An Irish Anglers World

Lugworm, a Versatile Bait.

Lugworm, Arenicola marina, of the phylum Annelida, is a marine worm commonly found living within the intertidal zone of sheltered beaches, bays, and harbours. Plentiful around the coastlines of Great Britain and Ireland the species is found along the western shores of Europe, north to Greenland, and down the eastern seaboard of Canada and America. Reddish brown or black in colour, characterised by a thick fleshy body and a sand filled tail, lugworm can grow to at least 45cms in length, with the average size in the region of 20cms. The body is segmented with bristles and bushy gills noticeable along its length. A lover of muddy sand the presence of lugworm is betrayed by the squiggly cast that it produces when digging its burrow.


The burrow of a lugworm is cylindrical in cross section and U shaped. At one end is a vent hole with the cast at the other end. Depth can vary from 30cms below the sand surface to 45-50cms for larger worms. In winter time the latter is a standard depth for the species whatever size. Lugworm lie with their head towards the vent hole, feeding on organic matter from the sediment, and also by drawing water into the burrow and filtering particles from the current. With a life span of about 6 years, lugworm reach sexual maturity at about 2 years of age and spawn once a year in late autumn or winter. Males release sperm which is drawn into the female’s burrow where the eggs are fertilized. Their progeny eventually drift in seawater for a while before finding a suitable sheltered area, burrowing into the sediment, so continuing their lifecycle.

Lugworm are a popular food item for a number of wading birds such as oystercatchers. Flatfish will nip at their tails when they are exposed while depositing the cast, and of course as a sea angling bait lugworm are second to none. Synonymous with cod fishing, lugworm will readily attract a wide range of species to include bass, plaice, dab, sole, flounder, coalfish, pollack, whiting, gurnard, wrasse, and smooth hound.

Lugworm casts

Digging and Storing Lugworm

There are two main methods of digging lugworm, trench style, and individually. In areas where there are large numbers of lugworm very close together, their casts creating a dimpled almost pebble dash effect on the beach; trench style digging is the most efficient way of collecting a suitable amount for fishing. Sandymount strand in the region of the Poolbeg power station is a good example of a lugworm bed where trench digging works well. Where there are reasonable numbers of lug but the casts are more scattered, and individual casts can be linked up with specific vents, it is better to target one worm at a time. Seapoint strand at the back of the West Pier Dunlaoghaire is home to very big lugworm, thinner on the ground they are best dug individually.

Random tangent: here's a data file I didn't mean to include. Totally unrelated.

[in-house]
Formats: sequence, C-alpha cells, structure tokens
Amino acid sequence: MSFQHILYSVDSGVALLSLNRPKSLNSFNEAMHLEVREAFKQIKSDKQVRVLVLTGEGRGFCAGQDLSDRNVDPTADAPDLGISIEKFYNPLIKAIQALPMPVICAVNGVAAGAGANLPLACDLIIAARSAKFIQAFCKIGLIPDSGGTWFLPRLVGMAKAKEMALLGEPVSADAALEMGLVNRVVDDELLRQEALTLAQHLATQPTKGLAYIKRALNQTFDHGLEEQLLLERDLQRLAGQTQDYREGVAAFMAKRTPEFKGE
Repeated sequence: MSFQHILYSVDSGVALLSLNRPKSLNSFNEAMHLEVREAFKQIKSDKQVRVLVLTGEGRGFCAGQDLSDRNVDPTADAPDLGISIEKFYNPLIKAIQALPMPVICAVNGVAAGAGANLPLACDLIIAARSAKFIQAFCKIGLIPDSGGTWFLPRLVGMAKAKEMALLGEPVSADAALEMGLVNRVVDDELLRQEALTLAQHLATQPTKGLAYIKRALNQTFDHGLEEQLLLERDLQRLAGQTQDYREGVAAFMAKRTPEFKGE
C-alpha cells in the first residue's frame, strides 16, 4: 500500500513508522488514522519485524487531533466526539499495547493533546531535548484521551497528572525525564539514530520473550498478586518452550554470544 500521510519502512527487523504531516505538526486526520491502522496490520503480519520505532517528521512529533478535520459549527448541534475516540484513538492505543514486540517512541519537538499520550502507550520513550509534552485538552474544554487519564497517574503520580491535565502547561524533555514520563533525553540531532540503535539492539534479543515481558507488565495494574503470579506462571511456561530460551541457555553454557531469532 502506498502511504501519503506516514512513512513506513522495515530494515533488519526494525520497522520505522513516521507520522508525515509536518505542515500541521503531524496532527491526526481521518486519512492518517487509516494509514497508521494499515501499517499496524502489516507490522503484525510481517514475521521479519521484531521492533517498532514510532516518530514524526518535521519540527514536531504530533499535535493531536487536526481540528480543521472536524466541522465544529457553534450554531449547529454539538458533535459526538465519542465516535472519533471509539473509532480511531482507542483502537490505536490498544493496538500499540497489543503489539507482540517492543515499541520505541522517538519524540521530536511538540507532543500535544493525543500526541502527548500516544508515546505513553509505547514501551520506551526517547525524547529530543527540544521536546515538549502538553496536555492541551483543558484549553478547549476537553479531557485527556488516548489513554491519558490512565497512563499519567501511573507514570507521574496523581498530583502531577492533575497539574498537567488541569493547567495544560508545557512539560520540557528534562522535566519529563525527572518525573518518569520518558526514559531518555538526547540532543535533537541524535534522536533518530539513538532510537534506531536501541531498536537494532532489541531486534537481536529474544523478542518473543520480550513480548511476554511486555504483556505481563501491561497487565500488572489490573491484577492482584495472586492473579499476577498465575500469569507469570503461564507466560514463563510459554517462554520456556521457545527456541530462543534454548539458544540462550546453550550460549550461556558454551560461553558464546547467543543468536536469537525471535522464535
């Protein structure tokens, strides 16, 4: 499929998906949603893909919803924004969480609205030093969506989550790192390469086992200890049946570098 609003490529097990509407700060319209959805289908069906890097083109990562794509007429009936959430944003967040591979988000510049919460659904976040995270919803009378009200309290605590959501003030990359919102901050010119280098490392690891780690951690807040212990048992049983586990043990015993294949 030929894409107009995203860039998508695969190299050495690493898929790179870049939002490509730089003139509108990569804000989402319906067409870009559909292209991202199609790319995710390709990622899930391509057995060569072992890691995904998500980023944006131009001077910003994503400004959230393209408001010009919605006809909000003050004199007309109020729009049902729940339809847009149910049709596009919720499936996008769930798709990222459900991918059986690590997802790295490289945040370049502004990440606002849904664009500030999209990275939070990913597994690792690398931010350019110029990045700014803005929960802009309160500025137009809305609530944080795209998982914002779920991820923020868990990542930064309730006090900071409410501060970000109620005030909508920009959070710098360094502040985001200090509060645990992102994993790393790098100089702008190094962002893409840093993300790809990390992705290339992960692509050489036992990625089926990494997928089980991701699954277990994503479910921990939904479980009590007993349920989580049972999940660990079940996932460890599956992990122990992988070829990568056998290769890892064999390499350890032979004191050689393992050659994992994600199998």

In terms of implements for the job include a narrow bladed, short handled spade, ideally a flat pronged potato fork, and two buckets (one for whole worms and the other for cut or damaged worms). Never place damaged lugworm in the same container as undamaged. The released internal juices and blood has a detrimental effect on whole worms shortening the shelf life considerably.

Digging for black lug in southern Ireland.

At the end of a dig, immediately or as soon as possible, place the worms in newspaper. If standard size lugworm, loosely pack them in ten’s or twenties, the paper will remove a certain amount of moisture from their skin surface so toughening them up. For large worms, over 40cms in length, separate and roll individually in newspaper. Big lug seem to deteriorate far more quickly then standard, especially if stored together in the same container. The paper roll serves to support the body of the worm giving protection from internal damage while also removing moisture.